By Jade Bald
My fibro story began in 2015.
That’s when my body decided to break down.
I couldn’t understand why it was happening. I’d been a healthy child, healthy teen ( I was verging on orthorexia in retrospect!), and a healthy young adult.
Throughout uni, I went to the gym and walked everywhere I could. I wasn’t into booze, smoking, or drugs, either.
Not to mention. there was no family history of chronic illness or genetic issues. It just did not add up.
It took me months, almost a year, dealing with this unexplained pain, fatigue, and insomnia. I experienced other symptoms like headaches, painful periods, tinnitus, and IBS. This has caused me depression, making it all the worse to deal with.
I spent, I don’t know how much going to clinics, a naturopath, and a chiropractor, to realize they weren’t really helpful. I went to Google and did hours of research.
Fibromyalgia came up, and it got my symptoms to a tee. I couldn’t believe it, and I felt a rush of relief, then disappointment and anger. At least I was actually experiencing something real, and so wasn’t imagining it or going nuts.
Now, what was I to do? There wasn’t a cure. Over time I realized antidepressants aren’t a good match. Nothing seemed to work, but I researched a lot about it, learning a lot about it, which helped somewhat.
2019 rolled around. That was when I learned about the highly sensitive person (HSP) who has the scientific term of sensory processing sensitivity (SPS).
It makes my brain and nervous system much more sensitive to stimuli within me, around me, the moods of others and makes feelings more intense.
- It explained a lot about my past.
- Why injuries felt worse.
- Why, after socializing in a large crowd, I was so tired,
- Why sleep does not come easy (my brain is always at work and not necessarily due to anxiety)
- Why I was (and still) highly curious,
- Why I was (and still am) perceptive,
- Why I have multiple interests
- Why stress and I didn’t mix (it still doesn’t)
- Why I don’t like to be bossed around and managed
and why I was independent and hyper-intelligent compared to my peers.
It also explained why I was an avid lover of animals.
It’s an innate trait that 20% of the population has. Both men and women have it, and for a while, it was considered a “bad” trait; as with the trait, these individuals are more susceptible to anxiety, depression, mood issues, addictions, and chronic health issues.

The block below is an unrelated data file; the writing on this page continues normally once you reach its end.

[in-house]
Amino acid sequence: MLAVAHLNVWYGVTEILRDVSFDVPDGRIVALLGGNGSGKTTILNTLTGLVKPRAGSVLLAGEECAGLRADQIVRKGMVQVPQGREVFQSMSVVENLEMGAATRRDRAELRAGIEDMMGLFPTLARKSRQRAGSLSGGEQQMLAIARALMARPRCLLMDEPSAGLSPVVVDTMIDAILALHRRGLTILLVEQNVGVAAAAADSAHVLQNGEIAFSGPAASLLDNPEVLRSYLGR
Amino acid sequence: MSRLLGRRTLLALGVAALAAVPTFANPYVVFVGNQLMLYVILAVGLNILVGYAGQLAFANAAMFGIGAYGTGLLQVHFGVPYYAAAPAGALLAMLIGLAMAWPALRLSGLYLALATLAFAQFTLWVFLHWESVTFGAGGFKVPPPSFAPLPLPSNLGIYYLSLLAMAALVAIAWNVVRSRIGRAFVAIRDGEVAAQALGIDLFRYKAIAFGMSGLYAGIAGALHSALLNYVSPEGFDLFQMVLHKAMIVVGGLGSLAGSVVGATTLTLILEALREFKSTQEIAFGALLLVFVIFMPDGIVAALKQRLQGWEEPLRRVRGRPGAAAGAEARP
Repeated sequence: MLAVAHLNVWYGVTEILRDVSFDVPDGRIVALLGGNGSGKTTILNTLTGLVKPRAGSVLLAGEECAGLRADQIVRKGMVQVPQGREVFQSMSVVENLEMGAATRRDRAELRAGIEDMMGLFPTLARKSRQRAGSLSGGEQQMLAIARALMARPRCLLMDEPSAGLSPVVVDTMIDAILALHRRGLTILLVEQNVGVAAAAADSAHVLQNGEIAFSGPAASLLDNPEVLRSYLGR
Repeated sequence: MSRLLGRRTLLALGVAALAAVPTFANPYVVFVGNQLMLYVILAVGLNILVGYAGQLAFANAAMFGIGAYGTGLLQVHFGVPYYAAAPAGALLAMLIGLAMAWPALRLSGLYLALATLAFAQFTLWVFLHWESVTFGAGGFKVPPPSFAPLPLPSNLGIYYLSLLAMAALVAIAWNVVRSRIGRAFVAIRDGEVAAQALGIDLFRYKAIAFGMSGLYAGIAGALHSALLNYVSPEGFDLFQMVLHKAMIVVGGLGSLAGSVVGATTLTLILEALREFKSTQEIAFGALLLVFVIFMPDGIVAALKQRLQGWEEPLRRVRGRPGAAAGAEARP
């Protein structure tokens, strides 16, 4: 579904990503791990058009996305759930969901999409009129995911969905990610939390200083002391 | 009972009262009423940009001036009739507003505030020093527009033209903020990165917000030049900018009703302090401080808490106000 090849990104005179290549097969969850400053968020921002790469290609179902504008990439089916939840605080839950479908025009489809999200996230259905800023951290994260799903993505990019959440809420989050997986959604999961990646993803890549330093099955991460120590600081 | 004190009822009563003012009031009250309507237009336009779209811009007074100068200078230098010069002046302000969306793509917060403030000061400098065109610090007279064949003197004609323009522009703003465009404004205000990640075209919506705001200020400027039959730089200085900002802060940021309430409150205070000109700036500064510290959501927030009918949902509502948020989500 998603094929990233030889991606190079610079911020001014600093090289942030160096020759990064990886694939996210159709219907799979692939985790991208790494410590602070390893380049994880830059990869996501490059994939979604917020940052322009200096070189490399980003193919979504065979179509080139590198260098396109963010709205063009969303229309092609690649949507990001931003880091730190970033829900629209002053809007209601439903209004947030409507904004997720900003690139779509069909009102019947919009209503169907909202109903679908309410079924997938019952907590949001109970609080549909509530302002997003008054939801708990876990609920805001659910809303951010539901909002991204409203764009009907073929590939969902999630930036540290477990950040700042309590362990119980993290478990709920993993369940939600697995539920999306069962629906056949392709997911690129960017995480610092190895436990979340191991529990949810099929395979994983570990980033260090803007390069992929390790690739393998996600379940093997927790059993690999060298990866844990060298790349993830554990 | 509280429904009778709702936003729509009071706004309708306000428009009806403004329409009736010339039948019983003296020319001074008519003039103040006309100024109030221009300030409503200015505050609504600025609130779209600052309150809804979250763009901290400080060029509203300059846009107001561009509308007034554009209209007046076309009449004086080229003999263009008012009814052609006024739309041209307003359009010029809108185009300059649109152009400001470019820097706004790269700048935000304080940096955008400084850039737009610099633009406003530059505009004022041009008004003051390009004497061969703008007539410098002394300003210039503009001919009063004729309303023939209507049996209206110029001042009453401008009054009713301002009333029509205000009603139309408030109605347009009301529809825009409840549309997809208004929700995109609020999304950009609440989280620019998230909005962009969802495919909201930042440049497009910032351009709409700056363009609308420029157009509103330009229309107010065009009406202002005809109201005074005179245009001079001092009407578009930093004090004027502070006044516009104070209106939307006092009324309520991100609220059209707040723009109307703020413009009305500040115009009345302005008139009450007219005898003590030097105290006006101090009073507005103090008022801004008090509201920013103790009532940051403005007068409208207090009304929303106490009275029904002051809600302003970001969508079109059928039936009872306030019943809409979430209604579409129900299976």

However, they’re realizing these are only defense mechanisms, the results of living in neglectful/abusive environments as children.
They weren’t taught boundaries, nor were they modeled self-care by caregivers.
Many, many HS children are born to parents who themselves are unhealed from past traumas and see these highly compassionate, imaginative, warm, friendly, overly forgiving children as canvases to project their self-failures and downfalls.
Parents who are also often domineering, cold, and detached prefer extreme logic to play and imagination, which oftentimes ostracizes the child, making them believe they are out of place.
My adult child of an alcoholic mother ( ACOA)
mother was like this. She divorced my dad after he cheated on her, and then, in karmic fashion, he died a year later when I was three.
Then she upsticks dragged me around while she went to school full time and when she sought out work. It was confusing. A blur of neighborhoods, schools, friends, and houses, I never had consistency and rarely felt safe.
Not to mention I was bullied a lot in school.
It takes time and self-development to realize I’m ok, and I’m normal, and I’m not flawed. It was my mother who had issues; it was my mother who had a warped sense of who she was and projected that onto me.
My poor body’s stress account was catching up to me, and I’m now bankrupt. Covid didn’t help anything; in fact, my symptoms flared up over the last few years. I have yet to get the Novavax vaccine as I’m concerned about side effects and flare-ups. It also does not help with my ability to get out.
It pains me to still, after seven years, feel like an eighty-year-old woman in a thirty-two-year-old body.
I still envy people my age, who are globe trotters and business owners, who seem to be free of any chronic issues.
I’ve tried to be positive. I’ve gotten into spirituality, and it has helped me a little. I plan on trying restorative yoga, reishi, bodywork (massage), a better diet, and perhaps psilocybin therapy. It’s just frustrating to try and try things and never get relief. I’m realizing it’s a journey and something that takes time and patience.